Modified 747 Could Be the Next Big Tool to Fight Wildfires

This past few summers have seen some of the worst wildfires on record. The recent Detwiler Fire in Mariposa County consumed over 45,000 acres alone. Local residents were evacuated as their homes were threatened by encroaching flames. Recent heat waves and dry conditions make future fires more likely, and firefighters continue to look for ways to stop forest fires before they destroy homes, animal habitats, and people.

Firefighters recently have been introduced to a new tool, the Global SuperTanker. This specially converted Boeing 747-400 jet is able to drop 19,000 gallons of either water or flame retardant on a fire. Traditional planes only drop between 3,000-5,000 gallons.

There's been an issue until now getting it into the air, however. Even though the SuperTanker had been cleared by the FAA, it was still grounded by the government. So what could be grounding this clearly useful plane that has been used successfully in other countries? It turns out that the U.S. Forest Service was only providing contracts to the old style planes that dropped 3,000-5,000 gallons.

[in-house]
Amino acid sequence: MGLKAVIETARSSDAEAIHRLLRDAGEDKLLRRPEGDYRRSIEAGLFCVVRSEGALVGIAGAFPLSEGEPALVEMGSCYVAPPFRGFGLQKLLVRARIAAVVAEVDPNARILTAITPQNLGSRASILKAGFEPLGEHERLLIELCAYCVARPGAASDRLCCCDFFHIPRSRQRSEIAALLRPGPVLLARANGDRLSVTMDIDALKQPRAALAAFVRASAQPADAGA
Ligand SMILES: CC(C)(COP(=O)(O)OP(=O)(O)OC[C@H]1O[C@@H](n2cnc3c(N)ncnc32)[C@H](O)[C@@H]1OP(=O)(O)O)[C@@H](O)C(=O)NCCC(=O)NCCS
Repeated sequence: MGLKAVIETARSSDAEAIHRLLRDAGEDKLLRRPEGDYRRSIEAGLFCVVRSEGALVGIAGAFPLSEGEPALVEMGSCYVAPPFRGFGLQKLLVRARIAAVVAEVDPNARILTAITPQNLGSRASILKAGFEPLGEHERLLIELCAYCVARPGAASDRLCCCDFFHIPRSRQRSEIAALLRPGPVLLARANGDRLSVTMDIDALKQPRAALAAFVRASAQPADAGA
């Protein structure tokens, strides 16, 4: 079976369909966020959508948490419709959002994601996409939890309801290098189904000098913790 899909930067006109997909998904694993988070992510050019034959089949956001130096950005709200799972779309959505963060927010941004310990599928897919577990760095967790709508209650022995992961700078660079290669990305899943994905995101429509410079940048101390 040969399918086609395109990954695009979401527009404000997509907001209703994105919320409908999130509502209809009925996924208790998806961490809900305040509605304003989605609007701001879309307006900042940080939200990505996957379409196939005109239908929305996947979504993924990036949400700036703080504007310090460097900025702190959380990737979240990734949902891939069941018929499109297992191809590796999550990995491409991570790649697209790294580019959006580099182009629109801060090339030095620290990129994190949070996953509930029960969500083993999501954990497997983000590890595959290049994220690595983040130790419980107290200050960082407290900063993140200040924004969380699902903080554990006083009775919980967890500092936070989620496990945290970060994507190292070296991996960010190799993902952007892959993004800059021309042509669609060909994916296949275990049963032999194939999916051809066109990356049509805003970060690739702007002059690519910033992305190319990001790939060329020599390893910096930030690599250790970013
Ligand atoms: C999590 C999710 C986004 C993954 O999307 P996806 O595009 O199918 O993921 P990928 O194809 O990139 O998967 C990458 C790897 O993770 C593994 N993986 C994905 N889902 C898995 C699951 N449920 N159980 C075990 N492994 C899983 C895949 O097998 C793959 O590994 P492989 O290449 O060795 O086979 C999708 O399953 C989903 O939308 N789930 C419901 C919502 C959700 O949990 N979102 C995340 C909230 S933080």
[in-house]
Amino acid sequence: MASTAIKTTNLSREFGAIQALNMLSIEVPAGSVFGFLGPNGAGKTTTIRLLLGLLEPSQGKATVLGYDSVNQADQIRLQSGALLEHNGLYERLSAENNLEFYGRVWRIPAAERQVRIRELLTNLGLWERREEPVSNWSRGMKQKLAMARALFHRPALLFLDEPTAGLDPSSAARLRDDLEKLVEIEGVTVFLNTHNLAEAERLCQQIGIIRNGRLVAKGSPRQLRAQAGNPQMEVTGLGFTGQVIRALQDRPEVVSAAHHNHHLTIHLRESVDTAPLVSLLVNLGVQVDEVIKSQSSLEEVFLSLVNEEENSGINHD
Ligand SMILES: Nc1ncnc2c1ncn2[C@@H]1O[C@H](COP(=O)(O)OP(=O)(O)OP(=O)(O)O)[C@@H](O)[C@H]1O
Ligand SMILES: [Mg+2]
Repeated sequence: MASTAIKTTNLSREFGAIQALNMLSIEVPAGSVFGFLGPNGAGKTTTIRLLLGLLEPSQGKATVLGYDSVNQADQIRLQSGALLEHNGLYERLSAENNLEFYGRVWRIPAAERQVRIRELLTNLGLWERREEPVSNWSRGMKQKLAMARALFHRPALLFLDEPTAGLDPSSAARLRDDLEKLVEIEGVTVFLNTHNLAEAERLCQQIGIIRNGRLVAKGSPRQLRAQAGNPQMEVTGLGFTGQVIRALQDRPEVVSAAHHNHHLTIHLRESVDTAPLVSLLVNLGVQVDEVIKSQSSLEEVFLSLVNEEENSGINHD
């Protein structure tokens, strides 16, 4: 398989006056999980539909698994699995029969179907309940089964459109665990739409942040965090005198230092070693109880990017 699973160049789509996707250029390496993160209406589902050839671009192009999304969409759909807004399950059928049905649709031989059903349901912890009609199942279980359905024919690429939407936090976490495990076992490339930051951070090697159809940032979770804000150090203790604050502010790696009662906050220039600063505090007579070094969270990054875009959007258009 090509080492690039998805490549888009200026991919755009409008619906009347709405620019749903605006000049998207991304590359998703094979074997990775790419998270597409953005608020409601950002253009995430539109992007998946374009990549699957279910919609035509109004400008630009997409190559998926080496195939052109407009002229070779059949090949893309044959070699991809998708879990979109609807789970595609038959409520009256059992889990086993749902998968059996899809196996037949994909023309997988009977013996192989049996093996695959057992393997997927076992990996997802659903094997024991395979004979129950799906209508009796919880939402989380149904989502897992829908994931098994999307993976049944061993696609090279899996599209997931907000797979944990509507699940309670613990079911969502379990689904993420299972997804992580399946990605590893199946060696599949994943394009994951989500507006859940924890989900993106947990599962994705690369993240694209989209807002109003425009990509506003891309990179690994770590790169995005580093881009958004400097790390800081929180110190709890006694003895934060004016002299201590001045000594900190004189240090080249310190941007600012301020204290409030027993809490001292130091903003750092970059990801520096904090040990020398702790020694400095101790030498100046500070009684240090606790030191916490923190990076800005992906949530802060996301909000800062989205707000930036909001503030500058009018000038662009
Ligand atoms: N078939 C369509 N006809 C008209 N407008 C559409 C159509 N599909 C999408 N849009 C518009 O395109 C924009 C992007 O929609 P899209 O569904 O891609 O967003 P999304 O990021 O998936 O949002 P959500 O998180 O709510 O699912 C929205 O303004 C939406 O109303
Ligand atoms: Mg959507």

It's not clear exactly why the Forest Department will not grant a contract. However, some say it is possible that they are trying to control their budget. After all, the SuperTanker can cost nearly 250,000 dollars a day to operate. Others say it may be dangerous to drop 19,000 gallons from the sky. SuperTanker founder Jim Wheeler says that the system atomizes the water as it's dropped preventing the breaking or crushing of objects below. In fact, people who are under the water may get wet, but they will not be hurt.

Currently, the SuperTanker is approved for use for the next 17 months. It can only be used in California and one county in Colorado. Until the U.S. Forest Service comes around to adopting the plane, it will be limited to those places. According to Wheeler, "You're not going to put out a 4,000 acre or larger fire with buckets and helicopters. It just physically impossible."



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